Anyone wondering why market volatility has risen lately could have found some answers at Delivering Alpha, the investment conference organized by Institutional Investor and CNBC last week. Some of the biggest names in finance are deeply divided about the fundamental factors driving asset prices.
Paul Singer, the renowned credit investor and founder and president of Elliott Management Corp., told the crowd that the bond market was broken and at risk of a major blowup. Central bankers “have created a tremendous increase in hidden risk” with their bond-buying policies and near-zero, or even negative, interest rates, he argued. Those policies have inflated stock and bond prices to dangerously high levels and run the risk that inflation, now seemingly contained, will soar out of control. Recent market setbacks triggered by speculation of a possible 25-basis-point rate hike by the Federal Reserve was just a “pre-ruckus” of the turmoil ahead, he said, adding, “I think it’s a very dangerous time in the global economy and global financial markets.”
Shortly before Singer sketched out his apocalyptic vision, Ray Dalio, the founder and chairman of hedge fund colossus Bridgewater Associates, offered a much more subdued outlook. Advanced economies are sluggish because of the debt overhang of the financial crisis, with the U.S. capable of sustaining a growth rate of only 1.5 to 2 percent. Far from acting preemptively to ward off hyperinflation, the Fed shouldn’t consider anything but the most modest and gradual of rate hikes, he said; “At this stage the risks are so asymmetric.”
The U.S. economic recovery is in its eighth year, nearly 15 million jobs have been created since the depths of the Great Recession, the Fed’s preferred inflation measure remains below its target, and stock and bond prices are near historic highs after years-long rallies, yet hardly anyone feels good about the state of markets today. The key question is whether today’s sluggish growth, low rates and high asset valuations are largely a consequence of the global financial crisis — Dalio’s stance, which dovetails with the views of most policymakers — or whether excessive central bank activism is largely to blame, as Singer contends.
What’s notable about the recent rise in volatility is that it follows signs of doubt among central bankers themselves. One of the main themes at the Kansas City Federal Reserve Bank’s economic symposium at Jackson Hole last month is that it’s time for fiscal policy to take some of the strain off of monetary policy, which developed economies have relied upon almost exclusively in the postcrisis world. At the European Central Bank’s policy meeting earlier this month, president Mario Draghi refrained from any commitment to extend the ECB’s quantitative easing next year or cut rates further, fueling speculation that the bank was beginning to doubt the efficacy of its policies. Similar concerns are growing about the Bank of Japan, where governor Haruhiko Kuroda has used bond buying and negative rates more aggressively than anyone else, with less than stellar results.
The Bank for International Settlements (BIS), the central bank for the world’s central bankers, cites a “sense of dissonance” in recent market movements in its latest quarterly report, out today. Falling bond yields are normally associated with subdued growth, it points out, yet stock markets around the world have rallied even as corporate profitability has lagged. And nominal yields on ten-year government bonds in the U.S., Japan, Germany and the U.K. have recently been running well below the nominal rate of growth in gross domestic product, breaking a 65-year pattern in which the two have tracked each other closely.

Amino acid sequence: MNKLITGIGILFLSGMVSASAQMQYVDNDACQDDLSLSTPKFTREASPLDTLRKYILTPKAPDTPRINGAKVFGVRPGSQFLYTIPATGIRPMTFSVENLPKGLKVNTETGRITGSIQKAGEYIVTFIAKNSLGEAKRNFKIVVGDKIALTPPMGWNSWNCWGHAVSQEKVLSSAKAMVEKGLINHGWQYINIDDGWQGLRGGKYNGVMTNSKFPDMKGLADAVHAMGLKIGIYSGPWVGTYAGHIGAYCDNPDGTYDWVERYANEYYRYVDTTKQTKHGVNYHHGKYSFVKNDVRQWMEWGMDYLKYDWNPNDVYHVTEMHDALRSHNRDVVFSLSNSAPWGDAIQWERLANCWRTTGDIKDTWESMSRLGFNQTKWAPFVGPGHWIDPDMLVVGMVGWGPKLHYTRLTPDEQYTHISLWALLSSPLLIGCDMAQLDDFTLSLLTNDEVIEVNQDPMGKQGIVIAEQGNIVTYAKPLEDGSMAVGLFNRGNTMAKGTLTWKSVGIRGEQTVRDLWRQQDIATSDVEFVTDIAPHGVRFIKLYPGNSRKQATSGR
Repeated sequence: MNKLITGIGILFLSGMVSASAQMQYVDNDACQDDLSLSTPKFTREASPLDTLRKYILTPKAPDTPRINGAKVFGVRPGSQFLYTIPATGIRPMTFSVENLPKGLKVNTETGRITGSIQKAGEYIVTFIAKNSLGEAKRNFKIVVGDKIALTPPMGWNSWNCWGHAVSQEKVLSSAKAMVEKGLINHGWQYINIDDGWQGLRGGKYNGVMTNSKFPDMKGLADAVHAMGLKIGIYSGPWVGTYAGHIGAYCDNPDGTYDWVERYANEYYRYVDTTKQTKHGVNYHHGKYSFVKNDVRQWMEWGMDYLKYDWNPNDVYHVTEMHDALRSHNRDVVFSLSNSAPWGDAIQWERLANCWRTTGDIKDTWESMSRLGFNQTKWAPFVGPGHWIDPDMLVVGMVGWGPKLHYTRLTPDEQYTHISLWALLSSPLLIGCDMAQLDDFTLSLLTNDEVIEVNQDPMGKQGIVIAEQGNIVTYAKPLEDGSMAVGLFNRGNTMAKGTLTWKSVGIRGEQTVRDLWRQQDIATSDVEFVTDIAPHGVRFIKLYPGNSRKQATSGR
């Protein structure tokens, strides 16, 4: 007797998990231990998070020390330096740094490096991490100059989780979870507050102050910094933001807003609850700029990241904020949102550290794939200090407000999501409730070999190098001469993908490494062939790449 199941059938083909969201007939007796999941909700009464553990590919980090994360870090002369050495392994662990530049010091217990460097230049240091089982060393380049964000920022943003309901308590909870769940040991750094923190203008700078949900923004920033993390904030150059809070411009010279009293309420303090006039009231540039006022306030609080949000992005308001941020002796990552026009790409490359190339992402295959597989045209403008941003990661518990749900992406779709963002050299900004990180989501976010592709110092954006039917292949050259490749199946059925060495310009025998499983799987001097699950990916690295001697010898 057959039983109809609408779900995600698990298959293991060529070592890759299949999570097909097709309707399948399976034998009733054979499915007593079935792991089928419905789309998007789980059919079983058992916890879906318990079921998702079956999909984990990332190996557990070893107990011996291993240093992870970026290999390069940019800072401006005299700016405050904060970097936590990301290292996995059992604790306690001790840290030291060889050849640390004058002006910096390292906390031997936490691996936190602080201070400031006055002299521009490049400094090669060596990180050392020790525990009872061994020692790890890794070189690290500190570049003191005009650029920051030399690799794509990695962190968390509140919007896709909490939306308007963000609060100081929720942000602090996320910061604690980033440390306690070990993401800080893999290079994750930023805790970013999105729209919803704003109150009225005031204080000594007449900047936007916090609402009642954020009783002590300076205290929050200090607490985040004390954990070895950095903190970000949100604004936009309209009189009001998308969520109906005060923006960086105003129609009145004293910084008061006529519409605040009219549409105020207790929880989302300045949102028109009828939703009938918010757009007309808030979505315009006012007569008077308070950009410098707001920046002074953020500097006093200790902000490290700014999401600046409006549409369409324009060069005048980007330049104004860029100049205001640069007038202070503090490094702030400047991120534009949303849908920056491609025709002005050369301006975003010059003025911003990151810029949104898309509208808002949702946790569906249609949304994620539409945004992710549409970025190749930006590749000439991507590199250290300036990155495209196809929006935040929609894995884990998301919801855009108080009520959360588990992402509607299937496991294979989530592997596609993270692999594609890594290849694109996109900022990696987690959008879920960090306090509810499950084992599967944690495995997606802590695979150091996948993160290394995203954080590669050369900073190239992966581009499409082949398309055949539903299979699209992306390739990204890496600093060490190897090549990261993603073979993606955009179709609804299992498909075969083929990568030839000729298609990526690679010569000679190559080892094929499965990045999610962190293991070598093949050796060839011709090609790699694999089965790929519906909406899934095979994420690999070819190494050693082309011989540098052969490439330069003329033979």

The suggestion is that quantitative easing and zero-to-negative rates have created a positive feedback loop, pushing more investors into longer-dated bonds as part of a global momentum trade. The risk, of course, is that the feedback loop turns negative.
“There has been a distinctly mixed feel to the recent rally — more stick than carrot, more push than pull, more frustration than joy,” says Claudio Borio, chief economist of the Basel-based BIS. “This explains the nagging question of whether market prices fully reflect the risks ahead. Doubts about valuations seem to have taken hold in recent days.” Dubravko Lakos-Bujas, head of U.S. equity and quantitative strategy at J.P. Morgan Securities, said last week that a rise in volatility in U.S. stocks after two months of unusual calm signaled the growing risk of a “deleveraging event” in which investors unload stocks.
It all adds up to a distinctly edgy market environment as the Federal Open Market Committee (FOMC) prepares to hold its policy meeting on Tuesday and Wednesday.
The Fed itself appears more torn that it has been in years. Vice chair Stanley Fischer fueled speculation about a rate rise last month by saying the Fed was getting close to its targets on inflation and unemployment, whereas governor Lael Brainard last week seemed to dampen talk of a rate hike by stressing the weak global environment.
The Fed almost certainly will not make a move this week because expectations aren’t ready, says Vincent Reinhart, chief economist at Standish Mellon Asset Management Co. and a former FOMC economist. The central bank “is willing to disappoint markets, but it’s not willing to surprise markets,” he says. He expects the Fed to make a 25-basis-point hike in December.
Reinhart, like Dalio, is a member of the low-expectations camp. If the economy can grow at only 1.5 to 2 percent, “returns are going to be suppressed,” and investors will continue to stretch for yield. In that environment, he adds, “you’re vulnerable to all sorts of shocks.”
For investors, the summer doldrums are definitely over.
Follow Tom Buerkle on Twitter at @tombuerkle.